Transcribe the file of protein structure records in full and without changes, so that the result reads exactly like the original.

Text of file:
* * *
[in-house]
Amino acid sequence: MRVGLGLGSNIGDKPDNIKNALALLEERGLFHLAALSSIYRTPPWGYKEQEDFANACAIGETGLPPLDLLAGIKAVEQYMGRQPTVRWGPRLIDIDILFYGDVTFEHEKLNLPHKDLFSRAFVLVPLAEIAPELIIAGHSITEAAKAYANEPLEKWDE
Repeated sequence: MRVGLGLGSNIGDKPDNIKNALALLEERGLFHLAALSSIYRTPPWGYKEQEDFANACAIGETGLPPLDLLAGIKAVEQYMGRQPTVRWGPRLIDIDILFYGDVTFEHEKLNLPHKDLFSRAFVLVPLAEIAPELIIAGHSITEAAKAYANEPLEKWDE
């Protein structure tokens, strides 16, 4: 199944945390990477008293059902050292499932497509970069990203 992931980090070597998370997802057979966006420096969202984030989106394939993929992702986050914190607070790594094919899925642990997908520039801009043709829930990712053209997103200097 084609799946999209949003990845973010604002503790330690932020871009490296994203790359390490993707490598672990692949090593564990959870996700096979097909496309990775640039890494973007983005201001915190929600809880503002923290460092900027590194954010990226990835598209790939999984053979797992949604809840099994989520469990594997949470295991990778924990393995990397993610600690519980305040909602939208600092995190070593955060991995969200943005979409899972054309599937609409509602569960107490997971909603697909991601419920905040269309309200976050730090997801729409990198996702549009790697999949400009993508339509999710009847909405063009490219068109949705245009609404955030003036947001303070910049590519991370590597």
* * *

[in-house]
Amino acid sequence: MRVGLGLGSNIGDKPDNIKNALALLEERGLFHLAALSSIYRTPPWGYKEQEDFANACAIGETGLPPLDLLAGIKAVEQYMGRQPTVRWGPRLIDIDILFYGDVTFEHEKLNLPHKDLFSRAFVLVPLAEIAPELIIAGHSITEAAKAYANEPLEKWDE
Repeated sequence: MRVGLGLGSNIGDKPDNIKNALALLEERGLFHLAALSSIYRTPPWGYKEQEDFANACAIGETGLPPLDLLAGIKAVEQYMGRQPTVRWGPRLIDIDILFYGDVTFEHEKLNLPHKDLFSRAFVLVPLAEIAPELIIAGHSITEAAKAYANEPLEKWDE
């Protein structure tokens, strides 16, 4: 199944945390990477008293059902050292499932497509970069990203 992931980090070597998370997802057979966006420096969202984030989106394939993929992702986050914190607070790594094919899925642990997908520039801009043709829930990712053209997103200097 084609799946999209949003990845973010604002503790330690932020871009490296994203790359390490993707490598672990692949090593564990959870996700096979097909496309990775640039890494973007983005201001915190929600809880503002923290460092900027590194954010990226990835598209790939999984053979797992949604809840099994989520469990594997949470295991990778924990393995990397993610600690519980305040909602939208600092995190070593955060991995969200943005979409899972054309599937609409509602569960107490997971909603697909991601419920905040269309309200976050730090997801729409990198996702549009790697999949400009993508339509999710009847909405063009490219068109949705245009609404955030003036947001303070910049590519991370590597």